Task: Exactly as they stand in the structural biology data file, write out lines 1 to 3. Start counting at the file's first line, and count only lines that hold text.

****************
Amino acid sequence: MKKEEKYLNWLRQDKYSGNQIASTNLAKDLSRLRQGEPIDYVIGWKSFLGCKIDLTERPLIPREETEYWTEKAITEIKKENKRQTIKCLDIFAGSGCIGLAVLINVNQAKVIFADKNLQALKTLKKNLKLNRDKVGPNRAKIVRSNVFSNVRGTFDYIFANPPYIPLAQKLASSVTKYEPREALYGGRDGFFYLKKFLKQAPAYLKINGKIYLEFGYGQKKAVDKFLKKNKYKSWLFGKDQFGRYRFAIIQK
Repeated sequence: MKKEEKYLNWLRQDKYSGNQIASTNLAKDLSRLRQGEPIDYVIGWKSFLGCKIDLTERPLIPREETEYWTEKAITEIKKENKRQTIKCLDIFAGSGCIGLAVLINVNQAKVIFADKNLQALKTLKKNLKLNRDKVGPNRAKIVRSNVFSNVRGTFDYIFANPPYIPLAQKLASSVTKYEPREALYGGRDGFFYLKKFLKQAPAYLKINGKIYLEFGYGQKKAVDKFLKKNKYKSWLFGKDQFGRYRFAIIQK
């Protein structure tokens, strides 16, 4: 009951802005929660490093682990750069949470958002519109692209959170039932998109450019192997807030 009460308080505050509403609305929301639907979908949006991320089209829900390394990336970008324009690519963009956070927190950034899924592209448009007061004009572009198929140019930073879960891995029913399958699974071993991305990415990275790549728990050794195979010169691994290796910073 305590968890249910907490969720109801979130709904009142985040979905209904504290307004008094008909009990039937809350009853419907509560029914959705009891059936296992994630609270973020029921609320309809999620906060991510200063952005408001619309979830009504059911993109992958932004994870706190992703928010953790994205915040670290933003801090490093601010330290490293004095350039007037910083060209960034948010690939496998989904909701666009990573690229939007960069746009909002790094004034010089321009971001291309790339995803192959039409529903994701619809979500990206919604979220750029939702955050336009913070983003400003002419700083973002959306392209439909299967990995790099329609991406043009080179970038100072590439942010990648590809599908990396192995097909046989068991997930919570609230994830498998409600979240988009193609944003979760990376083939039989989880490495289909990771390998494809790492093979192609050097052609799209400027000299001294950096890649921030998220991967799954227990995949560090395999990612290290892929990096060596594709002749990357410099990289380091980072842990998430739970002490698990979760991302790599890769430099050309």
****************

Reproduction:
Amino acid sequence: MKKEEKYLNWLRQDKYSGNQIASTNLAKDLSRLRQGEPIDYVIGWKSFLGCKIDLTERPLIPREETEYWTEKAITEIKKENKRQTIKCLDIFAGSGCIGLAVLINVNQAKVIFADKNLQALKTLKKNLKLNRDKVGPNRAKIVRSNVFSNVRGTFDYIFANPPYIPLAQKLASSVTKYEPREALYGGRDGFFYLKKFLKQAPAYLKINGKIYLEFGYGQKKAVDKFLKKNKYKSWLFGKDQFGRYRFAIIQK
Repeated sequence: MKKEEKYLNWLRQDKYSGNQIASTNLAKDLSRLRQGEPIDYVIGWKSFLGCKIDLTERPLIPREETEYWTEKAITEIKKENKRQTIKCLDIFAGSGCIGLAVLINVNQAKVIFADKNLQALKTLKKNLKLNRDKVGPNRAKIVRSNVFSNVRGTFDYIFANPPYIPLAQKLASSVTKYEPREALYGGRDGFFYLKKFLKQAPAYLKINGKIYLEFGYGQKKAVDKFLKKNKYKSWLFGKDQFGRYRFAIIQK
């Protein structure tokens, strides 16, 4: 009951802005929660490093682990750069949470958002519109692209959170039932998109450019192997807030 009460308080505050509403609305929301639907979908949006991320089209829900390394990336970008324009690519963009956070927190950034899924592209448009007061004009572009198929140019930073879960891995029913399958699974071993991305990415990275790549728990050794195979010169691994290796910073 305590968890249910907490969720109801979130709904009142985040979905209904504290307004008094008909009990039937809350009853419907509560029914959705009891059936296992994630609270973020029921609320309809999620906060991510200063952005408001619309979830009504059911993109992958932004994870706190992703928010953790994205915040670290933003801090490093601010330290490293004095350039007037910083060209960034948010690939496998989904909701666009990573690229939007960069746009909002790094004034010089321009971001291309790339995803192959039409529903994701619809979500990206919604979220750029939702955050336009913070983003400003002419700083973002959306392209439909299967990995790099329609991406043009080179970038100072590439942010990648590809599908990396192995097909046989068991997930919570609230994830498998409600979240988009193609944003979760990376083939039989989880490495289909990771390998494809790492093979192609050097052609799209400027000299001294950096890649921030998220991967799954227990995949560090395999990612290290892929990096060596594709002749990357410099990289380091980072842990998430739970002490698990979760991302790599890769430099050309």